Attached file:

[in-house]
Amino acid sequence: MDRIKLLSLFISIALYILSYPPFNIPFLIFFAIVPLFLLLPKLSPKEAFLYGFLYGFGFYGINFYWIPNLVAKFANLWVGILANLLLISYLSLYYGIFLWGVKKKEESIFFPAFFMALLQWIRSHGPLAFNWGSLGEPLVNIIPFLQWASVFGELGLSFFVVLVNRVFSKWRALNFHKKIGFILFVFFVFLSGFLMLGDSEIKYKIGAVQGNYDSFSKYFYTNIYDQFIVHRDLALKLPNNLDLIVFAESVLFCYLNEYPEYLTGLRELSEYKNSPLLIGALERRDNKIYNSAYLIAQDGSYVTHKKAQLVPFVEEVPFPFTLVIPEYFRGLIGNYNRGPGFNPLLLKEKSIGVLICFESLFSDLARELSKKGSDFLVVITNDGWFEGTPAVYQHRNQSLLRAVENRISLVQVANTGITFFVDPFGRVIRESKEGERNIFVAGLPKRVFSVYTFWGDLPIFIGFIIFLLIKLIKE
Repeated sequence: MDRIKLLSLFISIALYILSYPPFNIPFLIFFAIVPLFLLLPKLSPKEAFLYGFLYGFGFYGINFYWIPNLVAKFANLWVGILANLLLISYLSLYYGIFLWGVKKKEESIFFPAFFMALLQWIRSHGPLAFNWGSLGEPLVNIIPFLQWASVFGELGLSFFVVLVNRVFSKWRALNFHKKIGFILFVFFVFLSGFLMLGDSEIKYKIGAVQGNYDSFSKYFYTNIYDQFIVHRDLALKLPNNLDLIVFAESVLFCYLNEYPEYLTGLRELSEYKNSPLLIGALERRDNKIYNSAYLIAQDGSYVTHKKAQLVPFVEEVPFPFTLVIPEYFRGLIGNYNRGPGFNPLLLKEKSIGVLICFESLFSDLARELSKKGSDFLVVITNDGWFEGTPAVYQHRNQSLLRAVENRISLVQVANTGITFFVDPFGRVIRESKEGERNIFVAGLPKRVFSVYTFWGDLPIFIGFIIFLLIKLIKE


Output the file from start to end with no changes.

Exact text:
[in-house]
Amino acid sequence: MDRIKLLSLFISIALYILSYPPFNIPFLIFFAIVPLFLLLPKLSPKEAFLYGFLYGFGFYGINFYWIPNLVAKFANLWVGILANLLLISYLSLYYGIFLWGVKKKEESIFFPAFFMALLQWIRSHGPLAFNWGSLGEPLVNIIPFLQWASVFGELGLSFFVVLVNRVFSKWRALNFHKKIGFILFVFFVFLSGFLMLGDSEIKYKIGAVQGNYDSFSKYFYTNIYDQFIVHRDLALKLPNNLDLIVFAESVLFCYLNEYPEYLTGLRELSEYKNSPLLIGALERRDNKIYNSAYLIAQDGSYVTHKKAQLVPFVEEVPFPFTLVIPEYFRGLIGNYNRGPGFNPLLLKEKSIGVLICFESLFSDLARELSKKGSDFLVVITNDGWFEGTPAVYQHRNQSLLRAVENRISLVQVANTGITFFVDPFGRVIRESKEGERNIFVAGLPKRVFSVYTFWGDLPIFIGFIIFLLIKLIKE
Repeated sequence: MDRIKLLSLFISIALYILSYPPFNIPFLIFFAIVPLFLLLPKLSPKEAFLYGFLYGFGFYGINFYWIPNLVAKFANLWVGILANLLLISYLSLYYGIFLWGVKKKEESIFFPAFFMALLQWIRSHGPLAFNWGSLGEPLVNIIPFLQWASVFGELGLSFFVVLVNRVFSKWRALNFHKKIGFILFVFFVFLSGFLMLGDSEIKYKIGAVQGNYDSFSKYFYTNIYDQFIVHRDLALKLPNNLDLIVFAESVLFCYLNEYPEYLTGLRELSEYKNSPLLIGALERRDNKIYNSAYLIAQDGSYVTHKKAQLVPFVEEVPFPFTLVIPEYFRGLIGNYNRGPGFNPLLLKEKSIGVLICFESLFSDLARELSKKGSDFLVVITNDGWFEGTPAVYQHRNQSLLRAVENRISLVQVANTGITFFVDPFGRVIRESKEGERNIFVAGLPKRVFSVYTFWGDLPIFIGFIIFLLIKLIKE